This project has been funded primarily by the National Health and Medical Research Council. Wave 5 40s and 60s follow-ups (led by Professor Kaarin Anstey) are funded by the ARC Centre of Excellence in Population Ageing Research.
For more information, please visit the study website at www.pathstudy.org.au. PATH participants can also contact the research team by phone on 1300 917 295.
Older adults represent a growing sector of the driving population in Australia, and while driving can be important for maintaining social engagement in late life, age-related changes such as cognitive and visual impairment can impact on driving safety.
The Driving, Ageing, Safety and Health (DASH) project is designed to develop and validate screening measures for older drivers to support determinations of driving safety. The DASH project is a collaboration with Joanne Wood and the Queensland University of Technology.
Over 550 older drivers, across three groups, were followed for two years to evaluate how well laboratory assessments and an on-road test predict driving outcomes. The three groups included a) older drivers referred for assessment by GPs and Road Safety Authorities, b) older drivers with eye disease and c) older drivers drawn from the community.
Findings from this research project will enable health professionals and licensing authorities to assist in their decision-making regarding the fitness to drive of older adults.
DASH is funded by the National Health and Medical Research Council.
Current road safety policy for at-risk older drivers involves ‘fitness to drive’ assessment and either license restriction or revocation. However, research indicates that there is no clear evidence that mandatory testing lowers crash rates amongst older drivers, and that driving cessation in older adults is associated with increased rates of depression, social isolation, and general health decline.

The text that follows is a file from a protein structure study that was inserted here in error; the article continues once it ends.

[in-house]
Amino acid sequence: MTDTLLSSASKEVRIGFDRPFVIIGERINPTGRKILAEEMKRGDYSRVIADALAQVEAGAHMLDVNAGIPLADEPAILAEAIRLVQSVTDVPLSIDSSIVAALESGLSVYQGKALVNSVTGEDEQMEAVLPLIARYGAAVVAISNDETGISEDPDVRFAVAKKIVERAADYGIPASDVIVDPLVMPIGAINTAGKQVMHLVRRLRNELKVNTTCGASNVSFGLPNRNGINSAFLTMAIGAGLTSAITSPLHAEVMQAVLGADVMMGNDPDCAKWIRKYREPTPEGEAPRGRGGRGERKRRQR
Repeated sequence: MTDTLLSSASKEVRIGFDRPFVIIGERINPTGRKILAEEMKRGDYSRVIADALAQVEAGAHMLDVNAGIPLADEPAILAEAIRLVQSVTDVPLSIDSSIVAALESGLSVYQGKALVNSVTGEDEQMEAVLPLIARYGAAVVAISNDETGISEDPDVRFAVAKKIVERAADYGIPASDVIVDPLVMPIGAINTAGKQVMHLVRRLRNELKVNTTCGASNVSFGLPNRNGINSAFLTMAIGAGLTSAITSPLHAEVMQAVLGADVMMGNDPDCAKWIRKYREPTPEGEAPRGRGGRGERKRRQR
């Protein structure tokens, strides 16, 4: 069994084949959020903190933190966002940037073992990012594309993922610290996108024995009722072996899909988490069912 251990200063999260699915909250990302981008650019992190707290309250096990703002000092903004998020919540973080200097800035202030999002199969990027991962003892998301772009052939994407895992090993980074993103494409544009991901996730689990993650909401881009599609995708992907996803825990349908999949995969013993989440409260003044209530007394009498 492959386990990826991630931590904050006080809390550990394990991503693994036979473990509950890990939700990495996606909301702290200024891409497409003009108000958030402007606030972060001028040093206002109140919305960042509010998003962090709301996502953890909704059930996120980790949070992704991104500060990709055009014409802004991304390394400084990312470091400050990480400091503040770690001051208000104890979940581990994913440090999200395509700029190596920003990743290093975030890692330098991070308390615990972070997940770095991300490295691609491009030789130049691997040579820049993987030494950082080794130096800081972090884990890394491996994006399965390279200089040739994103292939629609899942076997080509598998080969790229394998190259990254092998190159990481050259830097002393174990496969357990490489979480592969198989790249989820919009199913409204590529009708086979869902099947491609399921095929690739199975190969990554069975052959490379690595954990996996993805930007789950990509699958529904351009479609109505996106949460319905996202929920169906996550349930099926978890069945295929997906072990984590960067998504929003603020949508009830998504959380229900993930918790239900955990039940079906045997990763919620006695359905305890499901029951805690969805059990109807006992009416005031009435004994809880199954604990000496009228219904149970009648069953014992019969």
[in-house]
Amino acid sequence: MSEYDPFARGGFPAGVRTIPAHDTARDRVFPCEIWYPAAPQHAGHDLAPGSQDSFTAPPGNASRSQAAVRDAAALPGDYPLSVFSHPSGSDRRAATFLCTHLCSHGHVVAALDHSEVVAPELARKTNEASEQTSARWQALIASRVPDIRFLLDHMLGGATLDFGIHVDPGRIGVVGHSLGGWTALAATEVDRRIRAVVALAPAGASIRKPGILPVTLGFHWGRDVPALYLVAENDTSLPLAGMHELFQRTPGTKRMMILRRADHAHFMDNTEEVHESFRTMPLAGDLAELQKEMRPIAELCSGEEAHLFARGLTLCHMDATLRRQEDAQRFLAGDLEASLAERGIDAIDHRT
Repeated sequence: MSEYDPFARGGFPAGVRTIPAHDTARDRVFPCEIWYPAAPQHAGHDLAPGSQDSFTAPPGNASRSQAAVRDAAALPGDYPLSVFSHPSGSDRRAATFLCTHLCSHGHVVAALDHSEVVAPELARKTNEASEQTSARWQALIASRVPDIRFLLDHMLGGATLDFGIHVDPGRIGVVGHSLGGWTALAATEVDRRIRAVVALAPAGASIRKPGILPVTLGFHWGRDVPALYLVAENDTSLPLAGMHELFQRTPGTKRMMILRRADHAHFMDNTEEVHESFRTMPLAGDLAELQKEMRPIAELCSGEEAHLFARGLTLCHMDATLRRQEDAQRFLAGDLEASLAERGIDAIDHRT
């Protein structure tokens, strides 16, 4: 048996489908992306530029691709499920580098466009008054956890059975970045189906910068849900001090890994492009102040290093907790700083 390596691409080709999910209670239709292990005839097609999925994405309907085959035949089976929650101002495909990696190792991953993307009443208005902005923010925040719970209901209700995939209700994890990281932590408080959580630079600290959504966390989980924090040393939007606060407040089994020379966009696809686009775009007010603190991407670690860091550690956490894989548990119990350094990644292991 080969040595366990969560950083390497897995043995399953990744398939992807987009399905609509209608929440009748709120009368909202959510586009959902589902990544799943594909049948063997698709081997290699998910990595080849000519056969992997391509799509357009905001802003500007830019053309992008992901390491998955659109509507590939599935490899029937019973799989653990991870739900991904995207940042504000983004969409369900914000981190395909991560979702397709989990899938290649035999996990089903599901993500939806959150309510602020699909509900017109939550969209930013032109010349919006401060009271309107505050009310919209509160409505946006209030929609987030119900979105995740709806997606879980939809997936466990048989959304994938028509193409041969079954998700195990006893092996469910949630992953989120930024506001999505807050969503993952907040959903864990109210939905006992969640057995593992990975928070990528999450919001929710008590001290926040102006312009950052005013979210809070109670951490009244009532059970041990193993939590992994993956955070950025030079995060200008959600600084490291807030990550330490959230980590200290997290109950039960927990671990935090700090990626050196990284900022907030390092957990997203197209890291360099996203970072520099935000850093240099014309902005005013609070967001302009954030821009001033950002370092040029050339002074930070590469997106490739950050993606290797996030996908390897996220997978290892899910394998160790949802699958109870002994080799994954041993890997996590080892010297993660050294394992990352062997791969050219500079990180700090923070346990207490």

The Better Drive program includes a series of studies evaluating interventions to improve driver skill. Two trials have been completed to date.
Trial 1 used a two-arm randomised controlled trial (RCT) approach to investigate the efficacy of individually tailored driving refresher lessons against a group-based refresher course on on-road driving performance, safety and crash risk in older adults. Findings indicate that although classroom based road rules workshops for seniors can lead to improvements in on-road driving skill, the inclusion of tailored driving instruction can significantly enhance safety and reduce crash-causing on-road errors relative to classroom based workshops alone.
Trial 2 used a two group (training, no-contact control) non-randomised design to examine the transfer of computerised speed of processing (SOP) training gains to cognitive measures that are known predictors of driving safety in older adults. Findings indicate that SOP training effects can be achieved with self-administered, online training at home, with some transfer to other known cognitive predictors of driving safety. However, differential effects of training may be observed for tasks requiring goal-directed search strategies rather than diffuse attention.